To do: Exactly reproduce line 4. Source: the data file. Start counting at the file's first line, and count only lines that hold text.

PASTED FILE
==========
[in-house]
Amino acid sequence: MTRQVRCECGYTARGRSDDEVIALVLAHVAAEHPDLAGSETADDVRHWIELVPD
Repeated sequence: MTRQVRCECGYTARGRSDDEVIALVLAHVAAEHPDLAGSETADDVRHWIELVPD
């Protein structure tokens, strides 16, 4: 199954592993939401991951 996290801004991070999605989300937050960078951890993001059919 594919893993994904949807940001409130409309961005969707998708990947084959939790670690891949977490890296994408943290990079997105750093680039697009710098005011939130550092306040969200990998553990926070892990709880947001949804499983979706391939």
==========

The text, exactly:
């Protein structure tokens, strides 16, 4: 199954592993939401991951 996290801004991070999605989300937050960078951890993001059919 594919893993994904949807940001409130409309961005969707998708990947084959939790670690891949977490890296994408943290990079997105750093680039697009710098005011939130550092306040969200990998553990926070892990709880947001949804499983979706391939």